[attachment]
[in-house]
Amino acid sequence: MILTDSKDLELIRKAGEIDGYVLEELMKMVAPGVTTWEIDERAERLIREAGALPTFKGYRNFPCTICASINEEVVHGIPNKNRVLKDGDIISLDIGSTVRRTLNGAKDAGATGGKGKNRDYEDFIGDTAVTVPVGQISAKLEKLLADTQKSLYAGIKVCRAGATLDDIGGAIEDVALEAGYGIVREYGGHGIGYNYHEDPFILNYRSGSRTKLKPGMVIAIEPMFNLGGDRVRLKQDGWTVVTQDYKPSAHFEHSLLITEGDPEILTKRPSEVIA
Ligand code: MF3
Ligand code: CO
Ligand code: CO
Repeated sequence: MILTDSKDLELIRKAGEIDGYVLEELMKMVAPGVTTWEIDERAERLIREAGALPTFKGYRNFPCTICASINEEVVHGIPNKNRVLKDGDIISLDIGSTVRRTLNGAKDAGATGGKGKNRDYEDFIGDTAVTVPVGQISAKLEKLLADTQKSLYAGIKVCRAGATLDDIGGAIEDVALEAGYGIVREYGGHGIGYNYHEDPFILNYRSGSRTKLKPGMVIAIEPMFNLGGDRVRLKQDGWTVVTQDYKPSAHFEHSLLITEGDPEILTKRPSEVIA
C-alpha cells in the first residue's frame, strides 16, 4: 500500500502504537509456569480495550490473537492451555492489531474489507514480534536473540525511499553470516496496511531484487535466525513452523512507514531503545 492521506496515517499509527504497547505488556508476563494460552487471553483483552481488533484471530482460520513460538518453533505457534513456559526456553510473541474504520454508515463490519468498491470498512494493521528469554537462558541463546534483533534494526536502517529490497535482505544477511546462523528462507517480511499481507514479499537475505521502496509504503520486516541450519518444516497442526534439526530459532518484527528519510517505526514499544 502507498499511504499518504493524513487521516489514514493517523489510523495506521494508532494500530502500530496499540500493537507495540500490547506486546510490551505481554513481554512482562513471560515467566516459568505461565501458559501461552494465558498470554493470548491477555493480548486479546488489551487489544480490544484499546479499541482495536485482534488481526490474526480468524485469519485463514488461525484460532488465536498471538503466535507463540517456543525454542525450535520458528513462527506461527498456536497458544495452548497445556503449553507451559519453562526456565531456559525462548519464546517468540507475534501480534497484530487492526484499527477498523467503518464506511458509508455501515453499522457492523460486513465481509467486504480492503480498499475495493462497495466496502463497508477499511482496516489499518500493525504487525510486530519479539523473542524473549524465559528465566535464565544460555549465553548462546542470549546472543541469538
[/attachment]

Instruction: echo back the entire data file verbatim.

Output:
[in-house]
Amino acid sequence: MILTDSKDLELIRKAGEIDGYVLEELMKMVAPGVTTWEIDERAERLIREAGALPTFKGYRNFPCTICASINEEVVHGIPNKNRVLKDGDIISLDIGSTVRRTLNGAKDAGATGGKGKNRDYEDFIGDTAVTVPVGQISAKLEKLLADTQKSLYAGIKVCRAGATLDDIGGAIEDVALEAGYGIVREYGGHGIGYNYHEDPFILNYRSGSRTKLKPGMVIAIEPMFNLGGDRVRLKQDGWTVVTQDYKPSAHFEHSLLITEGDPEILTKRPSEVIA
Ligand code: MF3
Ligand code: CO
Ligand code: CO
Repeated sequence: MILTDSKDLELIRKAGEIDGYVLEELMKMVAPGVTTWEIDERAERLIREAGALPTFKGYRNFPCTICASINEEVVHGIPNKNRVLKDGDIISLDIGSTVRRTLNGAKDAGATGGKGKNRDYEDFIGDTAVTVPVGQISAKLEKLLADTQKSLYAGIKVCRAGATLDDIGGAIEDVALEAGYGIVREYGGHGIGYNYHEDPFILNYRSGSRTKLKPGMVIAIEPMFNLGGDRVRLKQDGWTVVTQDYKPSAHFEHSLLITEGDPEILTKRPSEVIA
C-alpha cells in the first residue's frame, strides 16, 4: 500500500502504537509456569480495550490473537492451555492489531474489507514480534536473540525511499553470516496496511531484487535466525513452523512507514531503545 492521506496515517499509527504497547505488556508476563494460552487471553483483552481488533484471530482460520513460538518453533505457534513456559526456553510473541474504520454508515463490519468498491470498512494493521528469554537462558541463546534483533534494526536502517529490497535482505544477511546462523528462507517480511499481507514479499537475505521502496509504503520486516541450519518444516497442526534439526530459532518484527528519510517505526514499544 502507498499511504499518504493524513487521516489514514493517523489510523495506521494508532494500530502500530496499540500493537507495540500490547506486546510490551505481554513481554512482562513471560515467566516459568505461565501458559501461552494465558498470554493470548491477555493480548486479546488489551487489544480490544484499546479499541482495536485482534488481526490474526480468524485469519485463514488461525484460532488465536498471538503466535507463540517456543525454542525450535520458528513462527506461527498456536497458544495452548497445556503449553507451559519453562526456565531456559525462548519464546517468540507475534501480534497484530487492526484499527477498523467503518464506511458509508455501515453499522457492523460486513465481509467486504480492503480498499475495493462497495466496502463497508477499511482496516489499518500493525504487525510486530519479539523473542524473549524465559528465566535464565544460555549465553548462546542470549546472543541469538